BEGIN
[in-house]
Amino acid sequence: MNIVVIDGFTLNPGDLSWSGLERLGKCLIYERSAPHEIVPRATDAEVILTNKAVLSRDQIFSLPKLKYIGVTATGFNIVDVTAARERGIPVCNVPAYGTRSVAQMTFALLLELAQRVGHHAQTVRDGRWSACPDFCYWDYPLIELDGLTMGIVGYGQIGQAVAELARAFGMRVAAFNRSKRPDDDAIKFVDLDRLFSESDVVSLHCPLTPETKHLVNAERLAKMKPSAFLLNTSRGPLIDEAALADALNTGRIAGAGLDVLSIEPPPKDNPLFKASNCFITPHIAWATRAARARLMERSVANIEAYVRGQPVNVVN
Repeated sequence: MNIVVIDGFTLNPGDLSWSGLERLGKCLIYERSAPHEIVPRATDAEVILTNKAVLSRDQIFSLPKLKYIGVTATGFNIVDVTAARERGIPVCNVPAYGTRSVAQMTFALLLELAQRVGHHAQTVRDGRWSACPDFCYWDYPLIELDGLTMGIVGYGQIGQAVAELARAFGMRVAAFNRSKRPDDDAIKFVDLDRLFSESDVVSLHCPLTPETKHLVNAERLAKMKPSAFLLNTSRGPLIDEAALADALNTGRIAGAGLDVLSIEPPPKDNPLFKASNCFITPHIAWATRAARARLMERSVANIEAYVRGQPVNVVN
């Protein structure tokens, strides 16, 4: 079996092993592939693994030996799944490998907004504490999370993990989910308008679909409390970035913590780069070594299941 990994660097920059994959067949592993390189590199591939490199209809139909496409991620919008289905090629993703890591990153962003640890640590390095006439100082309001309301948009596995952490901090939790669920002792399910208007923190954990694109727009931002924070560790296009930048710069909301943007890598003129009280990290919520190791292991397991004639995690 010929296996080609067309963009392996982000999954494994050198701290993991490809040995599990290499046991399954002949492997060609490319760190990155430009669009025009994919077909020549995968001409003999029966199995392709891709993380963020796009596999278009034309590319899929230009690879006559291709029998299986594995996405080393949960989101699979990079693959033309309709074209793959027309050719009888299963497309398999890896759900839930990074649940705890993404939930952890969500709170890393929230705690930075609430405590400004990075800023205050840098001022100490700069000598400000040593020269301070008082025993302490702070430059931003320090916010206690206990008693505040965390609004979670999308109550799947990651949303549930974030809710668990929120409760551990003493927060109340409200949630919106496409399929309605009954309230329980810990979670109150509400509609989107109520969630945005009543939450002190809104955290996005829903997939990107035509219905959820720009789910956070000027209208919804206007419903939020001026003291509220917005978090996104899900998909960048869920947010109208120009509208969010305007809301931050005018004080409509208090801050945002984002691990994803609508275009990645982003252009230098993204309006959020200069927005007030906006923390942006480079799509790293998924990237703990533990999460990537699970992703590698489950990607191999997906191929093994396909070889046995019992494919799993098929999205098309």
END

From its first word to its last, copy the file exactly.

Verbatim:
[in-house]
Amino acid sequence: MNIVVIDGFTLNPGDLSWSGLERLGKCLIYERSAPHEIVPRATDAEVILTNKAVLSRDQIFSLPKLKYIGVTATGFNIVDVTAARERGIPVCNVPAYGTRSVAQMTFALLLELAQRVGHHAQTVRDGRWSACPDFCYWDYPLIELDGLTMGIVGYGQIGQAVAELARAFGMRVAAFNRSKRPDDDAIKFVDLDRLFSESDVVSLHCPLTPETKHLVNAERLAKMKPSAFLLNTSRGPLIDEAALADALNTGRIAGAGLDVLSIEPPPKDNPLFKASNCFITPHIAWATRAARARLMERSVANIEAYVRGQPVNVVN
Repeated sequence: MNIVVIDGFTLNPGDLSWSGLERLGKCLIYERSAPHEIVPRATDAEVILTNKAVLSRDQIFSLPKLKYIGVTATGFNIVDVTAARERGIPVCNVPAYGTRSVAQMTFALLLELAQRVGHHAQTVRDGRWSACPDFCYWDYPLIELDGLTMGIVGYGQIGQAVAELARAFGMRVAAFNRSKRPDDDAIKFVDLDRLFSESDVVSLHCPLTPETKHLVNAERLAKMKPSAFLLNTSRGPLIDEAALADALNTGRIAGAGLDVLSIEPPPKDNPLFKASNCFITPHIAWATRAARARLMERSVANIEAYVRGQPVNVVN
């Protein structure tokens, strides 16, 4: 079996092993592939693994030996799944490998907004504490999370993990989910308008679909409390970035913590780069070594299941 990994660097920059994959067949592993390189590199591939490199209809139909496409991620919008289905090629993703890591990153962003640890640590390095006439100082309001309301948009596995952490901090939790669920002792399910208007923190954990694109727009931002924070560790296009930048710069909301943007890598003129009280990290919520190791292991397991004639995690 010929296996080609067309963009392996982000999954494994050198701290993991490809040995599990290499046991399954002949492997060609490319760190990155430009669009025009994919077909020549995968001409003999029966199995392709891709993380963020796009596999278009034309590319899929230009690879006559291709029998299986594995996405080393949960989101699979990079693959033309309709074209793959027309050719009888299963497309398999890896759900839930990074649940705890993404939930952890969500709170890393929230705690930075609430405590400004990075800023205050840098001022100490700069000598400000040593020269301070008082025993302490702070430059931003320090916010206690206990008693505040965390609004979670999308109550799947990651949303549930974030809710668990929120409760551990003493927060109340409200949630919106496409399929309605009954309230329980810990979670109150509400509609989107109520969630945005009543939450002190809104955290996005829903997939990107035509219905959820720009789910956070000027209208919804206007419903939020001026003291509220917005978090996104899900998909960048869920947010109208120009509208969010305007809301931050005018004080409509208090801050945002984002691990994803609508275009990645982003252009230098993204309006959020200069927005007030906006923390942006480079799509790293998924990237703990533990999460990537699970992703590698489950990607191999997906191929093994396909070889046995019992494919799993098929999205098309």